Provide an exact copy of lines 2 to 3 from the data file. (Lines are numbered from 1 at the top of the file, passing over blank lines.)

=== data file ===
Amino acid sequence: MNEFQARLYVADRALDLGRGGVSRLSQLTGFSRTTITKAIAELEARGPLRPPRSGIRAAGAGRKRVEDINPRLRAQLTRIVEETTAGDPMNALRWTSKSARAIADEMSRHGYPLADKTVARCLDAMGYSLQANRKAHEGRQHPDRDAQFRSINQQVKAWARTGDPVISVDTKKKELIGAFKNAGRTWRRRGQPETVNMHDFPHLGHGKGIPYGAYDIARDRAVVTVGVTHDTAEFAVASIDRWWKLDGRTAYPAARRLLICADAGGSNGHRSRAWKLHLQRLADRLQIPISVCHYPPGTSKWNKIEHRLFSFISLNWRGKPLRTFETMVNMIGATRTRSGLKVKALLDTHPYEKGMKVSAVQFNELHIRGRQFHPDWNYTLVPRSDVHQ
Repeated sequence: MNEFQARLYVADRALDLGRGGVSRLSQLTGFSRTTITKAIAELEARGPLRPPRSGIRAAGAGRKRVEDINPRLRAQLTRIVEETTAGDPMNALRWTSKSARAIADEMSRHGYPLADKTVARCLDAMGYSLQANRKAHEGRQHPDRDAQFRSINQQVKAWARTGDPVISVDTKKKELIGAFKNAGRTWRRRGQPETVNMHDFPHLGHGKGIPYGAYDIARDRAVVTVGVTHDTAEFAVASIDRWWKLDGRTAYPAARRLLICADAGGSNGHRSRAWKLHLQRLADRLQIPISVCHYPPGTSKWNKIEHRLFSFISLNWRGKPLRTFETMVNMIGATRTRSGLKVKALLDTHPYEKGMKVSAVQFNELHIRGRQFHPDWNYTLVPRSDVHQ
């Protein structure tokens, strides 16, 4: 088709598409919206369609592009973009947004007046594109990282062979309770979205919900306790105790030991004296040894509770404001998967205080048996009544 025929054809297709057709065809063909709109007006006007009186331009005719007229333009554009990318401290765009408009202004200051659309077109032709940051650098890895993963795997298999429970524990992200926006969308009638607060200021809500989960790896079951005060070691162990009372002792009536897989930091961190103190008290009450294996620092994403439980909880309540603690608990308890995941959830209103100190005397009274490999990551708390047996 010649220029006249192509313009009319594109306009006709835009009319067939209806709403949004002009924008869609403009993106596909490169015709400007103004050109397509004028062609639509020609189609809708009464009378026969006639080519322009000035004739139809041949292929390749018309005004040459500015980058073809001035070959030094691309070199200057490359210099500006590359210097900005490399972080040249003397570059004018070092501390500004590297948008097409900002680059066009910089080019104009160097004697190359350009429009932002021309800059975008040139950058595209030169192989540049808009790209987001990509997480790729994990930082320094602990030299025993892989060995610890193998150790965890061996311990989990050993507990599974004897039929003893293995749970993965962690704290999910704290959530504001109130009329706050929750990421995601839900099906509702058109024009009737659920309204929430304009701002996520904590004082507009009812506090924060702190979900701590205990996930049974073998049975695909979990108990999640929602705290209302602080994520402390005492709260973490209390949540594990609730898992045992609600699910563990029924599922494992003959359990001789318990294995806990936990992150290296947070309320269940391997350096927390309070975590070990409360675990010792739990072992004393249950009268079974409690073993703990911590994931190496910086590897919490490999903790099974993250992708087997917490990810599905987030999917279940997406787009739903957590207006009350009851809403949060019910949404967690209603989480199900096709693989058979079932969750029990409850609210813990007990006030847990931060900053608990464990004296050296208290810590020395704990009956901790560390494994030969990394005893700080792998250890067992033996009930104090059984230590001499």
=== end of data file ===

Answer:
Repeated sequence: MNEFQARLYVADRALDLGRGGVSRLSQLTGFSRTTITKAIAELEARGPLRPPRSGIRAAGAGRKRVEDINPRLRAQLTRIVEETTAGDPMNALRWTSKSARAIADEMSRHGYPLADKTVARCLDAMGYSLQANRKAHEGRQHPDRDAQFRSINQQVKAWARTGDPVISVDTKKKELIGAFKNAGRTWRRRGQPETVNMHDFPHLGHGKGIPYGAYDIARDRAVVTVGVTHDTAEFAVASIDRWWKLDGRTAYPAARRLLICADAGGSNGHRSRAWKLHLQRLADRLQIPISVCHYPPGTSKWNKIEHRLFSFISLNWRGKPLRTFETMVNMIGATRTRSGLKVKALLDTHPYEKGMKVSAVQFNELHIRGRQFHPDWNYTLVPRSDVHQ
């Protein structure tokens, strides 16, 4: 088709598409919206369609592009973009947004007046594109990282062979309770979205919900306790105790030991004296040894509770404001998967205080048996009544 025929054809297709057709065809063909709109007006006007009186331009005719007229333009554009990318401290765009408009202004200051659309077109032709940051650098890895993963795997298999429970524990992200926006969308009638607060200021809500989960790896079951005060070691162990009372002792009536897989930091961190103190008290009450294996620092994403439980909880309540603690608990308890995941959830209103100190005397009274490999990551708390047996 010649220029006249192509313009009319594109306009006709835009009319067939209806709403949004002009924008869609403009993106596909490169015709400007103004050109397509004028062609639509020609189609809708009464009378026969006639080519322009000035004739139809041949292929390749018309005004040459500015980058073809001035070959030094691309070199200057490359210099500006590359210097900005490399972080040249003397570059004018070092501390500004590297948008097409900002680059066009910089080019104009160097004697190359350009429009932002021309800059975008040139950058595209030169192989540049808009790209987001990509997480790729994990930082320094602990030299025993892989060995610890193998150790965890061996311990989990050993507990599974004897039929003893293995749970993965962690704290999910704290959530504001109130009329706050929750990421995601839900099906509702058109024009009737659920309204929430304009701002996520904590004082507009009812506090924060702190979900701590205990996930049974073998049975695909979990108990999640929602705290209302602080994520402390005492709260973490209390949540594990609730898992045992609600699910563990029924599922494992003959359990001789318990294995806990936990992150290296947070309320269940391997350096927390309070975590070990409360675990010792739990072992004393249950009268079974409690073993703990911590994931190496910086590897919490490999903790099974993250992708087997917490990810599905987030999917279940997406787009739903957590207006009350009851809403949060019910949404967690209603989480199900096709693989058979079932969750029990409850609210813990007990006030847990931060900053608990464990004296050296208290810590020395704990009956901790560390494994030969990394005893700080792998250890067992033996009930104090059984230590001499």